The EQ-5D-3L improved at 1 month and was sustained through 12 months, at a level which is almost equivalent to the Dutch National norm, 0.843 (perfect health with moderate pain/discomfort). The SF-36 also showed statistically and clinically relevant improvements. Patients were more socially active and reported better general health, approaching the National Dutch SF-36 norms for the majority of the domains [19]. This is in line with other publications on SCS, reporting an improvement in quality of life [4, 16]. Little is known about the improvement in employment status of SCS patients in the long term. In an RCT comparing SCS to conventional medical management, those who received SCS improved their employment status [20]. In our study, the improvement in SF-36 domains reflecting employment status, in combination with pain suppression, might be related to the positive changes in quality of life.

Sleep is seldom used as an outcome measure, although patients with chronic pain often report sleep disturbances as a factor affecting their well-being and pain. A recent systematic review revealed that sleep is only used as a secondary outcome in 20.6% of the included SCS studies [21]. Following initiation of SCS therapy, we saw an improvement in different aspects of sleep, reported by 75–77% of patients. In addition, the majority of patients were very satisfied with the SCS therapy and more than half of the patients reported the effect of the SCS therapy as “almost complete recovery of complaints” or “complete recovery of complaints”.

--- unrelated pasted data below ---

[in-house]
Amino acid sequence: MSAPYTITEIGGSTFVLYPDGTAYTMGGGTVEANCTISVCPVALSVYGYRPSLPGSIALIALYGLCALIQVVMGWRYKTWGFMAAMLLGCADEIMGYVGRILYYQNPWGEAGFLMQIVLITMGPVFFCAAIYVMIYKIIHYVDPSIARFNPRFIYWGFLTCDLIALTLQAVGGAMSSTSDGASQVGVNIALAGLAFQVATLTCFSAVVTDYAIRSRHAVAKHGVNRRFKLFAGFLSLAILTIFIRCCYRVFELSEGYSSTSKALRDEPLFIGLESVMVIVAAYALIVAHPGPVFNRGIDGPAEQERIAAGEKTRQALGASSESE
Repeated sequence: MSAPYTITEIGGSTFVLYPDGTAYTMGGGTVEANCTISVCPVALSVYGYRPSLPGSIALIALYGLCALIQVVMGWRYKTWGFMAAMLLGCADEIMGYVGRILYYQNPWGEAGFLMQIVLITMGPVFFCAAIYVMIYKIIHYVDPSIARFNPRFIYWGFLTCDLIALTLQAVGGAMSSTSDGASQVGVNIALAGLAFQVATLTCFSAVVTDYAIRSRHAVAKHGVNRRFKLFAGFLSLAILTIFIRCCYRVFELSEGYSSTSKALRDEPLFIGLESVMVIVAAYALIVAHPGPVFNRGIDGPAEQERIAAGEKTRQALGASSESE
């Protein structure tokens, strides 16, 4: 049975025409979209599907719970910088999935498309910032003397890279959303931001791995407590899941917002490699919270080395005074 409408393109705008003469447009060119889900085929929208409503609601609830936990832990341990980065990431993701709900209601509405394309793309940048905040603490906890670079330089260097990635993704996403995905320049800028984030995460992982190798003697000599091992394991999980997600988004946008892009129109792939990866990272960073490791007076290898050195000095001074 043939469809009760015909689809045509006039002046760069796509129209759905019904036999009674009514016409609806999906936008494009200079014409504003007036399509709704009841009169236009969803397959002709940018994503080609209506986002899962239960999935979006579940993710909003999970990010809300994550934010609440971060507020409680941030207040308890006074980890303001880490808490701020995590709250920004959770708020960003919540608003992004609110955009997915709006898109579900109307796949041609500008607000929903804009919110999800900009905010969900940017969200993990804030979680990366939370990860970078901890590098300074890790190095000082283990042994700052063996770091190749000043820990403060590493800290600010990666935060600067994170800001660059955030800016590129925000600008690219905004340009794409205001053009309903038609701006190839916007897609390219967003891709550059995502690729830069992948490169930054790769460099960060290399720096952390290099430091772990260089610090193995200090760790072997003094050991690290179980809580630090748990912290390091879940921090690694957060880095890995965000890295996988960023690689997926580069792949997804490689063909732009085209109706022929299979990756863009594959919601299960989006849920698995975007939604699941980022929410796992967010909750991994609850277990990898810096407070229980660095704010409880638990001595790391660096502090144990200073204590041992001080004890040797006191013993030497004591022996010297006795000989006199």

Several papers have looked at possible factors that influence patient preference for a specific stimulation strategy [3, 22,23,24]. The choice appears to be highly individual and possibly related to age, technical ability, activity, or previous experience with paresthesias. Patients choosing paresthesia-based strategies do so for reasons of control over the therapy, a preference for the “tingling” sensation or a lack of maintenance (recharging burden). Although pain suppression plays a role, it would not appear to be the deciding factor. In our study, where pain suppression with both strategies was equal, the majority of these stimulation-naïve patients preferred the 1000 Hz, although this was not statistically significant.

Our study is unique in that it evaluated a well-defined, homogeneous, stimulation-naïve group of patients with unilateral neuropathic leg pain in a double-blind crossover design. Patients, main investigators, and assessors were blinded. The study was sufficiently powered to produce a robust effect size. Despite the length of time needed to include patients, we were able to complete enrollment according to the a priori sample size calculation. The trial to implant ratio (84%) fell within the ranges reported in other RCTs (75–94%) [4,5,6, 15]. Furthermore, our attrition rate (19%) falls within the accepted quality requirements for neurostimulation studies (less than 20%) [25].